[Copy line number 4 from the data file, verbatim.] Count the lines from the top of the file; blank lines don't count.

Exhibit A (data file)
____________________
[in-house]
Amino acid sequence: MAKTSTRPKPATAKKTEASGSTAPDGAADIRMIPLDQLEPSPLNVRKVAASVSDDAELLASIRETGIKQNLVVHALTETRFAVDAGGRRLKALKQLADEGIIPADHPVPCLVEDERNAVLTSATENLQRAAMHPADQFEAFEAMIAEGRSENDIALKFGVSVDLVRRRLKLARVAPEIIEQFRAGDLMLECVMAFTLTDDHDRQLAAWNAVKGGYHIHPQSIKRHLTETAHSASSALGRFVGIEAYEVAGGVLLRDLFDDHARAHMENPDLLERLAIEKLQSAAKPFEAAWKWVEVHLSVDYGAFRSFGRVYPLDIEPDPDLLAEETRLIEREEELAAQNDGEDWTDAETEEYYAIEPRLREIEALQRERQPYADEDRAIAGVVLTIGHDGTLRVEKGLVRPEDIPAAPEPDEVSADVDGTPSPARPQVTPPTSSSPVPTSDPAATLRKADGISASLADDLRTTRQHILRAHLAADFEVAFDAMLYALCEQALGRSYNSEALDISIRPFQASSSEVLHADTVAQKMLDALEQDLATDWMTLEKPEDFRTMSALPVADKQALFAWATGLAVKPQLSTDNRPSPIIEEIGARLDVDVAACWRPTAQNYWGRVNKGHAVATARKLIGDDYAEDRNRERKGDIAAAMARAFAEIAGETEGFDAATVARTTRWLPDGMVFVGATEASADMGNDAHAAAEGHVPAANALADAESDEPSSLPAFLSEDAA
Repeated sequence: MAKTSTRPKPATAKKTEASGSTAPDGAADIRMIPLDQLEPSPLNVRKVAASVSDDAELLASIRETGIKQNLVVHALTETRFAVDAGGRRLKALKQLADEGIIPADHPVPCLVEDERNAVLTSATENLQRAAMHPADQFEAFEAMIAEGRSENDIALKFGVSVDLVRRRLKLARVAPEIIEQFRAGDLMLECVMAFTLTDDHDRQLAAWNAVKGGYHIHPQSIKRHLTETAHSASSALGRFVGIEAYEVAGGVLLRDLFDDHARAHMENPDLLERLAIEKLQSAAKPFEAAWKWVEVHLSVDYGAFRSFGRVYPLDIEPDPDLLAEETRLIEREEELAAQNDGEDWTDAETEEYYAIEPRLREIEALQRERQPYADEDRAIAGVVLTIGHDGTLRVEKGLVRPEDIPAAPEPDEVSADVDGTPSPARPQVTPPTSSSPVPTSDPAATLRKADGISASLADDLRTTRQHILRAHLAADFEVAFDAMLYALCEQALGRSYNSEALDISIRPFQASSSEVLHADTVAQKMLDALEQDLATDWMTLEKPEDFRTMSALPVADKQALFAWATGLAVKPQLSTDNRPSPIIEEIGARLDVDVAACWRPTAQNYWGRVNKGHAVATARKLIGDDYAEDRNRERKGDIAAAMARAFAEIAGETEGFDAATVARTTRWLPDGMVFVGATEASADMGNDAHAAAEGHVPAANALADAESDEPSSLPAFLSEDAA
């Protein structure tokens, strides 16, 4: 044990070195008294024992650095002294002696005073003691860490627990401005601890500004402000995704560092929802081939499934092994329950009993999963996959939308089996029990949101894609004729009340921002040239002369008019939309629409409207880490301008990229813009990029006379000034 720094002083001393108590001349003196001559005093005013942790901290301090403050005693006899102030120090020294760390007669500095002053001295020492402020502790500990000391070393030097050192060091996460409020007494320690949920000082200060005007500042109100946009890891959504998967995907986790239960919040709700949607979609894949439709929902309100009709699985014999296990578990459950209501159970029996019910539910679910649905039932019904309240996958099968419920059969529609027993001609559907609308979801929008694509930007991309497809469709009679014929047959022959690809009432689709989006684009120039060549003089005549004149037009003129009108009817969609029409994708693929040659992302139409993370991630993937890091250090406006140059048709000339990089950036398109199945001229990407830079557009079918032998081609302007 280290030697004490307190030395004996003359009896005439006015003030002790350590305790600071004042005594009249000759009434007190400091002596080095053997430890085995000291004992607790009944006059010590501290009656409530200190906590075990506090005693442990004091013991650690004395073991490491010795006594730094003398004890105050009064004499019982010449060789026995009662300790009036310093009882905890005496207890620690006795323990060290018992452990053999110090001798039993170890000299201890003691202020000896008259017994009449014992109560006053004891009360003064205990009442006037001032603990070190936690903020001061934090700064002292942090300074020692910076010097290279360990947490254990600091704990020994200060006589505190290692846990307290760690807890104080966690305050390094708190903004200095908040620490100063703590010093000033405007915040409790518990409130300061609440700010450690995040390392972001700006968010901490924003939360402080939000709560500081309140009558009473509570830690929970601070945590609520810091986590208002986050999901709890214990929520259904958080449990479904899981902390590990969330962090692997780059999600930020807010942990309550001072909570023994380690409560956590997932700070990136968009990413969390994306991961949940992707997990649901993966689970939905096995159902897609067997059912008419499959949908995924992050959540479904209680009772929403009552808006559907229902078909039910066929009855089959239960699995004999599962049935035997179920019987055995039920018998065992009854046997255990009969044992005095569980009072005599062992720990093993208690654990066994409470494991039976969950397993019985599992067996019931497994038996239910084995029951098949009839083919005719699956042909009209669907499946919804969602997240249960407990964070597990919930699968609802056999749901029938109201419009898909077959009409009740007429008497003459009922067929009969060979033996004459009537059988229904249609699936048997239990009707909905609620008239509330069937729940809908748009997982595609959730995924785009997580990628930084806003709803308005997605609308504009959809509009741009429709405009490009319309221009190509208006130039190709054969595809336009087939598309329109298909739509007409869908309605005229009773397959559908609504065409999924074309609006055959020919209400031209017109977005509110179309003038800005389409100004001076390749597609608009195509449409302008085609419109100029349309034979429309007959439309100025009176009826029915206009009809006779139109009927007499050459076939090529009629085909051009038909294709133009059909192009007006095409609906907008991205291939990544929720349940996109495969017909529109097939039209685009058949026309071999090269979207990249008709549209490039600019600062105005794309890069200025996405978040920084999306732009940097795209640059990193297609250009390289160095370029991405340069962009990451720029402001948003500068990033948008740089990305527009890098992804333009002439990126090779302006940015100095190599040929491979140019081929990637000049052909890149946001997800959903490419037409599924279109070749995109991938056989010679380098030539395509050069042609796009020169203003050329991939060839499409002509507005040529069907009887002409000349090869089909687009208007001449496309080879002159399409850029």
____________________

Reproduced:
């Protein structure tokens, strides 16, 4: 044990070195008294024992650095002294002696005073003691860490627990401005601890500004402000995704560092929802081939499934092994329950009993999963996959939308089996029990949101894609004729009340921002040239002369008019939309629409409207880490301008990229813009990029006379000034 720094002083001393108590001349003196001559005093005013942790901290301090403050005693006899102030120090020294760390007669500095002053001295020492402020502790500990000391070393030097050192060091996460409020007494320690949920000082200060005007500042109100946009890891959504998967995907986790239960919040709700949607979609894949439709929902309100009709699985014999296990578990459950209501159970029996019910539910679910649905039932019904309240996958099968419920059969529609027993001609559907609308979801929008694509930007991309497809469709009679014929047959022959690809009432689709989006684009120039060549003089005549004149037009003129009108009817969609029409994708693929040659992302139409993370991630993937890091250090406006140059048709000339990089950036398109199945001229990407830079557009079918032998081609302007 280290030697004490307190030395004996003359009896005439006015003030002790350590305790600071004042005594009249000759009434007190400091002596080095053997430890085995000291004992607790009944006059010590501290009656409530200190906590075990506090005693442990004091013991650690004395073991490491010795006594730094003398004890105050009064004499019982010449060789026995009662300790009036310093009882905890005496207890620690006795323990060290018992452990053999110090001798039993170890000299201890003691202020000896008259017994009449014992109560006053004891009360003064205990009442006037001032603990070190936690903020001061934090700064002292942090300074020692910076010097290279360990947490254990600091704990020994200060006589505190290692846990307290760690807890104080966690305050390094708190903004200095908040620490100063703590010093000033405007915040409790518990409130300061609440700010450690995040390392972001700006968010901490924003939360402080939000709560500081309140009558009473509570830690929970601070945590609520810091986590208002986050999901709890214990929520259904958080449990479904899981902390590990969330962090692997780059999600930020807010942990309550001072909570023994380690409560956590997932700070990136968009990413969390994306991961949940992707997990649901993966689970939905096995159902897609067997059912008419499959949908995924992050959540479904209680009772929403009552808006559907229902078909039910066929009855089959239960699995004999599962049935035997179920019987055995039920018998065992009854046997255990009969044992005095569980009072005599062992720990093993208690654990066994409470494991039976969950397993019985599992067996019931497994038996239910084995029951098949009839083919005719699956042909009209669907499946919804969602997240249960407990964070597990919930699968609802056999749901029938109201419009898909077959009409009740007429008497003459009922067929009969060979033996004459009537059988229904249609699936048997239990009707909905609620008239509330069937729940809908748009997982595609959730995924785009997580990628930084806003709803308005997605609308504009959809509009741009429709405009490009319309221009190509208006130039190709054969595809336009087939598309329109298909739509007409869908309605005229009773397959559908609504065409999924074309609006055959020919209400031209017109977005509110179309003038800005389409100004001076390749597609608009195509449409302008085609419109100029349309034979429309007959439309100025009176009826029915206009009809006779139109009927007499050459076939090529009629085909051009038909294709133009059909192009007006095409609906907008991205291939990544929720349940996109495969017909529109097939039209685009058949026309071999090269979207990249008709549209490039600019600062105005794309890069200025996405978040920084999306732009940097795209640059990193297609250009390289160095370029991405340069962009990451720029402001948003500068990033948008740089990305527009890098992804333009002439990126090779302006940015100095190599040929491979140019081929990637000049052909890149946001997800959903490419037409599924279109070749995109991938056989010679380098030539395509050069042609796009020169203003050329991939060839499409002509507005040529069907009887002409000349090869089909687009208007001449496309080879002159399409850029």